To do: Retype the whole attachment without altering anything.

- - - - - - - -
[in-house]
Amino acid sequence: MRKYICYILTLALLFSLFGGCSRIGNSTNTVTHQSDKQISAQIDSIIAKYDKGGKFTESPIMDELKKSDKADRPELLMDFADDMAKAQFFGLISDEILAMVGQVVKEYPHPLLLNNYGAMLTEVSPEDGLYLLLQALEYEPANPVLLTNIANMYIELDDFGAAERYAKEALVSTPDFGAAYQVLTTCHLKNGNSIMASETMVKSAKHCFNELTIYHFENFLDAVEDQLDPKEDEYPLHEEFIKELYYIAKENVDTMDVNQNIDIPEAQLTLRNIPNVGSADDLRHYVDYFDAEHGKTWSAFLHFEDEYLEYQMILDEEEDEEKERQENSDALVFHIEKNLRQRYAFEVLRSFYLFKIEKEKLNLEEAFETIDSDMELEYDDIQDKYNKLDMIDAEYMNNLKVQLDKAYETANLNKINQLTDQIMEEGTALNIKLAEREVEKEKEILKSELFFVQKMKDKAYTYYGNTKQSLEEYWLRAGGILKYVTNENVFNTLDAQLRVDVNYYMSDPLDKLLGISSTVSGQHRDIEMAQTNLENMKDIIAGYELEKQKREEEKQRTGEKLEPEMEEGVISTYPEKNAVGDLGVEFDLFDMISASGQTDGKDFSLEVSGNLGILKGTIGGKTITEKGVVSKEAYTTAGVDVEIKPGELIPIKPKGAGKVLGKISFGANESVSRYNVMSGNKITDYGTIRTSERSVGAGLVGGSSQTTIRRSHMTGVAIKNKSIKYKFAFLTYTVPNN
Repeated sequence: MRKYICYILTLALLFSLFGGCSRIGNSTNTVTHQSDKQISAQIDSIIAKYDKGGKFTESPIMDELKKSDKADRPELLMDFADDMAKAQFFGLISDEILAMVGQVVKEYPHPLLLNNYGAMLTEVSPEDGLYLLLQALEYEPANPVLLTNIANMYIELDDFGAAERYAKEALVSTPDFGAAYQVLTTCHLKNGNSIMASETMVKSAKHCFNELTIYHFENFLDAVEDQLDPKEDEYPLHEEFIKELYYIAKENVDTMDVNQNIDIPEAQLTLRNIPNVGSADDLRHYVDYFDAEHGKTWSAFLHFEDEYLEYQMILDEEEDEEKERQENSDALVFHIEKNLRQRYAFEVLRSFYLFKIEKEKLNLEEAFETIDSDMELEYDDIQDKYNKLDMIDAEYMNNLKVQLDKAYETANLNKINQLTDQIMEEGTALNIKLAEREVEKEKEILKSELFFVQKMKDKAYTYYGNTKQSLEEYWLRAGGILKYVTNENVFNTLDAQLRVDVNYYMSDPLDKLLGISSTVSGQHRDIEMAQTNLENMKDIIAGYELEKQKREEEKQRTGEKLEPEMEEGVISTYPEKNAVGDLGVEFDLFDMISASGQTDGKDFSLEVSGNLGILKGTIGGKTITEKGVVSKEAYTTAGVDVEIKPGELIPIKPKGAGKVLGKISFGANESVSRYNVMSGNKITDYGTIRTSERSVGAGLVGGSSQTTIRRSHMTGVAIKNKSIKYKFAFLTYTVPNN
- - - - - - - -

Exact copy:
[in-house]
Amino acid sequence: MRKYICYILTLALLFSLFGGCSRIGNSTNTVTHQSDKQISAQIDSIIAKYDKGGKFTESPIMDELKKSDKADRPELLMDFADDMAKAQFFGLISDEILAMVGQVVKEYPHPLLLNNYGAMLTEVSPEDGLYLLLQALEYEPANPVLLTNIANMYIELDDFGAAERYAKEALVSTPDFGAAYQVLTTCHLKNGNSIMASETMVKSAKHCFNELTIYHFENFLDAVEDQLDPKEDEYPLHEEFIKELYYIAKENVDTMDVNQNIDIPEAQLTLRNIPNVGSADDLRHYVDYFDAEHGKTWSAFLHFEDEYLEYQMILDEEEDEEKERQENSDALVFHIEKNLRQRYAFEVLRSFYLFKIEKEKLNLEEAFETIDSDMELEYDDIQDKYNKLDMIDAEYMNNLKVQLDKAYETANLNKINQLTDQIMEEGTALNIKLAEREVEKEKEILKSELFFVQKMKDKAYTYYGNTKQSLEEYWLRAGGILKYVTNENVFNTLDAQLRVDVNYYMSDPLDKLLGISSTVSGQHRDIEMAQTNLENMKDIIAGYELEKQKREEEKQRTGEKLEPEMEEGVISTYPEKNAVGDLGVEFDLFDMISASGQTDGKDFSLEVSGNLGILKGTIGGKTITEKGVVSKEAYTTAGVDVEIKPGELIPIKPKGAGKVLGKISFGANESVSRYNVMSGNKITDYGTIRTSERSVGAGLVGGSSQTTIRRSHMTGVAIKNKSIKYKFAFLTYTVPNN
Repeated sequence: MRKYICYILTLALLFSLFGGCSRIGNSTNTVTHQSDKQISAQIDSIIAKYDKGGKFTESPIMDELKKSDKADRPELLMDFADDMAKAQFFGLISDEILAMVGQVVKEYPHPLLLNNYGAMLTEVSPEDGLYLLLQALEYEPANPVLLTNIANMYIELDDFGAAERYAKEALVSTPDFGAAYQVLTTCHLKNGNSIMASETMVKSAKHCFNELTIYHFENFLDAVEDQLDPKEDEYPLHEEFIKELYYIAKENVDTMDVNQNIDIPEAQLTLRNIPNVGSADDLRHYVDYFDAEHGKTWSAFLHFEDEYLEYQMILDEEEDEEKERQENSDALVFHIEKNLRQRYAFEVLRSFYLFKIEKEKLNLEEAFETIDSDMELEYDDIQDKYNKLDMIDAEYMNNLKVQLDKAYETANLNKINQLTDQIMEEGTALNIKLAEREVEKEKEILKSELFFVQKMKDKAYTYYGNTKQSLEEYWLRAGGILKYVTNENVFNTLDAQLRVDVNYYMSDPLDKLLGISSTVSGQHRDIEMAQTNLENMKDIIAGYELEKQKREEEKQRTGEKLEPEMEEGVISTYPEKNAVGDLGVEFDLFDMISASGQTDGKDFSLEVSGNLGILKGTIGGKTITEKGVVSKEAYTTAGVDVEIKPGELIPIKPKGAGKVLGKISFGANESVSRYNVMSGNKITDYGTIRTSERSVGAGLVGGSSQTTIRRSHMTGVAIKNKSIKYKFAFLTYTVPNN